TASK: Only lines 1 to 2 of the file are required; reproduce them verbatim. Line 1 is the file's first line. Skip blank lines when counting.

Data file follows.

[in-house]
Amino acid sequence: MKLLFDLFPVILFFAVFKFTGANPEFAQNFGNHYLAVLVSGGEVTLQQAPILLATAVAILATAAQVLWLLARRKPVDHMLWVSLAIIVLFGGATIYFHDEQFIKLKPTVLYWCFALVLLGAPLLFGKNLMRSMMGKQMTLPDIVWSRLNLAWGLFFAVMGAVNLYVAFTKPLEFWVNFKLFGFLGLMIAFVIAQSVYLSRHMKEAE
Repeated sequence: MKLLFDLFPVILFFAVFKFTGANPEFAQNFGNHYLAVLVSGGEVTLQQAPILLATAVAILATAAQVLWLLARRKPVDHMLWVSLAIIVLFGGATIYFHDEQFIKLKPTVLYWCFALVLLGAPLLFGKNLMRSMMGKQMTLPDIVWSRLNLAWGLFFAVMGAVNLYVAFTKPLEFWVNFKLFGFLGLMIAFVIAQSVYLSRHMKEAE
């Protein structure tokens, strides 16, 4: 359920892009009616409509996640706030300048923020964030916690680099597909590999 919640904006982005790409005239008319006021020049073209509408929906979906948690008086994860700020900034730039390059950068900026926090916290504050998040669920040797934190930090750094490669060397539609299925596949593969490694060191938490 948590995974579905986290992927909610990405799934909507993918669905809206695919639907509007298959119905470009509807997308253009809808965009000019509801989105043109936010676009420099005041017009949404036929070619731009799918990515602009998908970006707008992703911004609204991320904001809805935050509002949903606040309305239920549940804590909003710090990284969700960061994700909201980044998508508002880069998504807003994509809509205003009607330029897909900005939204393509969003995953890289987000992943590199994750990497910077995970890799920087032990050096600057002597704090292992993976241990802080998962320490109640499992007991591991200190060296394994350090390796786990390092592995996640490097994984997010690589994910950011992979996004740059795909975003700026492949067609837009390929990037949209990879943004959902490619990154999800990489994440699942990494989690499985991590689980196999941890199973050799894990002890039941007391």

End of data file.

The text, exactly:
[in-house]
Amino acid sequence: MKLLFDLFPVILFFAVFKFTGANPEFAQNFGNHYLAVLVSGGEVTLQQAPILLATAVAILATAAQVLWLLARRKPVDHMLWVSLAIIVLFGGATIYFHDEQFIKLKPTVLYWCFALVLLGAPLLFGKNLMRSMMGKQMTLPDIVWSRLNLAWGLFFAVMGAVNLYVAFTKPLEFWVNFKLFGFLGLMIAFVIAQSVYLSRHMKEAE